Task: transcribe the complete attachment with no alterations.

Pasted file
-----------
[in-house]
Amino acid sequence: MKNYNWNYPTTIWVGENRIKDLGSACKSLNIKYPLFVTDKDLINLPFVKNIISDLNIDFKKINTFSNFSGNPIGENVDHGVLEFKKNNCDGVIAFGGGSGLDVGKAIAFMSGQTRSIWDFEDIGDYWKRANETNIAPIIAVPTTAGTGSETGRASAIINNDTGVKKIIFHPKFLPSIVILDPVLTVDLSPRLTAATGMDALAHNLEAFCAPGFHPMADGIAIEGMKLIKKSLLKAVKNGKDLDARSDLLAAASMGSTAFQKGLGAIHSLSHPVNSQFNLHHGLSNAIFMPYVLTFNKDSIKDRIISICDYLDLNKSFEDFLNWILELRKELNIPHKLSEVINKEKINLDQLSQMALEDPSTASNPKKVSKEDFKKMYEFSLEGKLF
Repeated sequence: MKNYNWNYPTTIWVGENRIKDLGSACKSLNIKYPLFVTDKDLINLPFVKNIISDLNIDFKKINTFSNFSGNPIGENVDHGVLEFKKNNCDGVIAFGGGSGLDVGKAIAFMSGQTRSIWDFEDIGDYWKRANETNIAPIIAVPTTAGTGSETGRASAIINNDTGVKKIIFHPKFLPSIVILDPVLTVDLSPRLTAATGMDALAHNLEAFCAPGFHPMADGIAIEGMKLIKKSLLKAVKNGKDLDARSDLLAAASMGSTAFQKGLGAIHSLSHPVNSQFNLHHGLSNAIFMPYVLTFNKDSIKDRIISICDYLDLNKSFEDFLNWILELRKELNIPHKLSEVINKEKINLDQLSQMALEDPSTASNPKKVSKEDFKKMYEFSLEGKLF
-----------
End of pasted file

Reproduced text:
[in-house]
Amino acid sequence: MKNYNWNYPTTIWVGENRIKDLGSACKSLNIKYPLFVTDKDLINLPFVKNIISDLNIDFKKINTFSNFSGNPIGENVDHGVLEFKKNNCDGVIAFGGGSGLDVGKAIAFMSGQTRSIWDFEDIGDYWKRANETNIAPIIAVPTTAGTGSETGRASAIINNDTGVKKIIFHPKFLPSIVILDPVLTVDLSPRLTAATGMDALAHNLEAFCAPGFHPMADGIAIEGMKLIKKSLLKAVKNGKDLDARSDLLAAASMGSTAFQKGLGAIHSLSHPVNSQFNLHHGLSNAIFMPYVLTFNKDSIKDRIISICDYLDLNKSFEDFLNWILELRKELNIPHKLSEVINKEKINLDQLSQMALEDPSTASNPKKVSKEDFKKMYEFSLEGKLF
Repeated sequence: MKNYNWNYPTTIWVGENRIKDLGSACKSLNIKYPLFVTDKDLINLPFVKNIISDLNIDFKKINTFSNFSGNPIGENVDHGVLEFKKNNCDGVIAFGGGSGLDVGKAIAFMSGQTRSIWDFEDIGDYWKRANETNIAPIIAVPTTAGTGSETGRASAIINNDTGVKKIIFHPKFLPSIVILDPVLTVDLSPRLTAATGMDALAHNLEAFCAPGFHPMADGIAIEGMKLIKKSLLKAVKNGKDLDARSDLLAAASMGSTAFQKGLGAIHSLSHPVNSQFNLHHGLSNAIFMPYVLTFNKDSIKDRIISICDYLDLNKSFEDFLNWILELRKELNIPHKLSEVINKEKINLDQLSQMALEDPSTASNPKKVSKEDFKKMYEFSLEGKLF